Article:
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Close to his heart: Almost two years after surgery, Steve Lee is ready to jog Bloomsday

Steve Lee demonstrates how to use a heart condition pilow at Spokane Convention Center on Saturday, May 4, 2019. He is jogging his 40th bloomsday after recovering from heart surgery. (Kathy Plonka / The Spokesman-Review)
Steve Lee demonstrates how to use a heart condition pilow at Spokane Convention Center on Saturday, May 4, 2019. He is jogging his 40th bloomsday after recovering from heart surgery. (Kathy Plonka / The Spokesman-Review)

The mining structures and distant hills that peeked over the brick building rooftops of Butte gave Steve Lee a welcome feeling in his hometown.

It was during a 2017 trip to Butte, a month after he ran the 2017 Bloomsday for the 38th time, that the Clarkston resident felt off.

“All of a sudden, I had trouble breathing,” he said. “I go, ‘Something is wrong.’ ”

Perhaps it’s because he had a strong cardiovascular system from his 40 years of running that he didn’t realize it at the time: He was having a heart attack.

A 4-centimeter hole had split the lining of his heart, and blood was pumping into his lung, said Lee’s cardiac surgeon at Providence Sacred Heart Medical Center, Dr. Justin Reeves.

“Not many people survive what he survived,” Reeves said. “Very few people go back to a high level of functioning.”

But less than a year later, Lee walked the 2018 Bloomsday Race. And for 2019, the 67-year-old is ready to jog the way through his 40th appearance in the race.

Coping with his heart

After feeling short of breath, Lee went to the ER in Butte, where nurses “slapped me into a bed and put in a stent” and told him the news, he said.

“I was kind of shocked because it’s like, “No, I’m a runner!’ ” he said. “We’re not supposed to have problems like that.”

As Lee told his family and friends what he was facing, he said they were met with disbelief, because they knew he’d been running for 40 years.

“It shows how genetics plays into it,” Lee said.

Lee was born in Butte. He took up running while working for the city of Lewiston in the late 1970s.

“All of a sudden, I got a desk job and I started gaining weight,” he said. So in 1979 he completed his first fun run in Lewiston. He was hooked on the crowds, the sweat and the sore muscles. He later became an accountant for Washington State University, where he spent the majority of his career. He continued to run to stay in shape.

Lee was still in disbelief when he was sent from the ER in Montana to Sacred Heart in Spokane for heart surgery.

Reeves met Lee in the intensive care unit.

“He was on a lot of meds to help his heart pump and to keep him breathing,” Reeves said. “He was a very positive person. From the beginning, he told me how active he was and how he enjoyed the outdoors and running in particular.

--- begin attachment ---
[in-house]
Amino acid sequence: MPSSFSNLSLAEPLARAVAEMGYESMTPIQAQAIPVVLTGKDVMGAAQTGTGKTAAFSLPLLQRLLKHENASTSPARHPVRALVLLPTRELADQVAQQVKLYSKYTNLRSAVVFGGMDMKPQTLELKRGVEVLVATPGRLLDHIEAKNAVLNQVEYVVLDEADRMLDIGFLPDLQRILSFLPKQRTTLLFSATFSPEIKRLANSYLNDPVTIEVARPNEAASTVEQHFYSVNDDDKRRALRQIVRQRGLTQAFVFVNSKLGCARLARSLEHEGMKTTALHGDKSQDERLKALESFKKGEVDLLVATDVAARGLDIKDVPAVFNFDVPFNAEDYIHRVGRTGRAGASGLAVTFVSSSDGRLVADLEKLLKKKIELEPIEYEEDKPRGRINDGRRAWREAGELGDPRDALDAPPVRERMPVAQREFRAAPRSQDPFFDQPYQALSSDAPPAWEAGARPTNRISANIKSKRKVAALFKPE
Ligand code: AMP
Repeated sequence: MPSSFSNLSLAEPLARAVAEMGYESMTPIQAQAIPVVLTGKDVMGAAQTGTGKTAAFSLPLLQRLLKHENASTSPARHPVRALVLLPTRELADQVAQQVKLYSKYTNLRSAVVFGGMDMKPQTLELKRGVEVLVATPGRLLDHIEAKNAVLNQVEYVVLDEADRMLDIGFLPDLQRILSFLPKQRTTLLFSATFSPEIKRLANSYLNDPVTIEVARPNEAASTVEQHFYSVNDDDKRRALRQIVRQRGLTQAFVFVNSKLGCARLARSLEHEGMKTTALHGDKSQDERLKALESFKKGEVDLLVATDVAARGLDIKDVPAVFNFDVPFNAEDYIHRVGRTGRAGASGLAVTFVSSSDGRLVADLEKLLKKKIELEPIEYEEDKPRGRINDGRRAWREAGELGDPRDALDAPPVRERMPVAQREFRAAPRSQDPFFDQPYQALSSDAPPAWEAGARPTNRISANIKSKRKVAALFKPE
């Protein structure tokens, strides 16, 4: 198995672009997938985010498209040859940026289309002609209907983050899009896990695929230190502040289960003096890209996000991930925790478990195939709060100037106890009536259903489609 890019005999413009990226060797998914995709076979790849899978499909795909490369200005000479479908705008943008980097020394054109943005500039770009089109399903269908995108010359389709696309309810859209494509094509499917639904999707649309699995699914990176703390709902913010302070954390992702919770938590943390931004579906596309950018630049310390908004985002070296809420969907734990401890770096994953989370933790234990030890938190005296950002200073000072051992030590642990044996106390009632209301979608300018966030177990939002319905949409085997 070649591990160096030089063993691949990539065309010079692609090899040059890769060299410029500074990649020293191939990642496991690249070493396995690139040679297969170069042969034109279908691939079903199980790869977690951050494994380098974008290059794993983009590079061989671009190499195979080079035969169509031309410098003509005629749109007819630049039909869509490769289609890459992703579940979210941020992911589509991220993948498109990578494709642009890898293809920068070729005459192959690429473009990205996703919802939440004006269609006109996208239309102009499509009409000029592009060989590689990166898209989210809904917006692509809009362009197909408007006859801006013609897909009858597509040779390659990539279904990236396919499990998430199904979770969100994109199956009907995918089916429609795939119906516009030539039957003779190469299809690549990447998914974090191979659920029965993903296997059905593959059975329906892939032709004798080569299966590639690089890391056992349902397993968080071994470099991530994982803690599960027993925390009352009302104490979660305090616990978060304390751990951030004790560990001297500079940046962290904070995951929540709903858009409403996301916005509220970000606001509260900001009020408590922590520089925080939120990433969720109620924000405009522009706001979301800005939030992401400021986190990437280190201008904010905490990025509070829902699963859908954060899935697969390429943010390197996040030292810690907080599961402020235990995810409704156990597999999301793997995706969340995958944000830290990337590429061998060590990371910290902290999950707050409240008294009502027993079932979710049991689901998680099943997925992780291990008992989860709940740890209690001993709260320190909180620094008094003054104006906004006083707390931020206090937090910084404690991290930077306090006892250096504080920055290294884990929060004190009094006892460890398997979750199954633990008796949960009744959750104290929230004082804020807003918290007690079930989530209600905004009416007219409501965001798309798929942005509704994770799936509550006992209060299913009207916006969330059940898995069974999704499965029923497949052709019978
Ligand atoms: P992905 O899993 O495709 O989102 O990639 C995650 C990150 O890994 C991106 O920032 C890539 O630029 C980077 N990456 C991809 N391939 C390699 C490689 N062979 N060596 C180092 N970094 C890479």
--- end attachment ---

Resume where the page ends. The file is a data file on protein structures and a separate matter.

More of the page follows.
“I could see it in his eyes before we even operated: He had a spark in his eyes to get back to where he was.”

Lee said he always remained “kind of positive about it. I never thought about the bad consequences.”

Reeves operated on Lee on June 19, 2017, to “essentially patch up that big hole,” he said.

Recovery with positivity

There’s a red pillow that Lee holds close to his heart.

The pillow is shaped like a heart. On it, Reeves wrote in Sharpie, “Keep up the good work. You’ll be running in no time!”

“This story all started when Dr. Reeves left me that message about running,” Lee said.

The heart pillow is familiar to anyone who’s undergone heart surgery. Holding or hugging it serves as a way to prevent the patient from using his or her arms and risking ripping their stitches, Lee said.

“You have to be careful standing up. You have to use your legs. Not your arms at all. Because you will possibly split the stitches,” he said.

But from the time Lee left the surgery room, it’s been about “rehab and patient motivation,” Reeves said.

Lee spent almost a week in the ICU before leaving the hospital, and he began rehab at St. Luke’s Rehabilitation Institute in Spokane. He spent two weeks in rehab, but when he was done he could still only walk 10 minutes at a time, he said.

A Fitbit strapped around his wrist let him set goals and track how long he could walk. By October, Lee visited his doctor for a checkup.

“He seemed pleased with the progress,” Lee said, “and I said I’m going to walk every day. That’s my job.”

It wasn’t long before Bloomsday 2018 registration rolled around, and Lee signed up.

Back to fitness

One of his first thoughts after crossing the finish line in 2018 was: “Oh, it was a lot easier than I thought,” Lee said.

Less than a year after his surgery, Lee had walked the 12-kilometer route in 2 hours and 19 minutes.

It’s quite a bit slower than his fastest time running Bloomsday: 48:50 in 1983, placing him in the top 700, he said.

But 2018 was one of his most memorable.

Lee is now ready to jog Bloomsday on Sunday. On April 27 in Lewiston, he jogged a fun run for the first time since his surgery, so he knows he can do it.

“… It’s going to be a slow pace,” he said. “I’ll probably do a slight jogging pace. I’ll take it easy on the hills.”

The Bloomsday organizers still gave Lee a good spot – the yellow group – which Lee said is because he’s built up a reputation for running it fast.

Lee isn’t changing any of his habits, he said, which means he’ll spend Saturday night with running friends and loading up on carbohydrates at the Old Spaghetti Factory. Lee’s go-to order: tomato sauce pasta topped with mizithra cheese and spumoni ice cream for dessert.

Already, Lee knows he’ll run Bloomsday 2020, he said.

On Saturday, Lee carried his red pillow to the Bloomsday trade show. He held it close to his heart and looked down at Reeves’ note.

“His prediction,” Lee said, “came true.”

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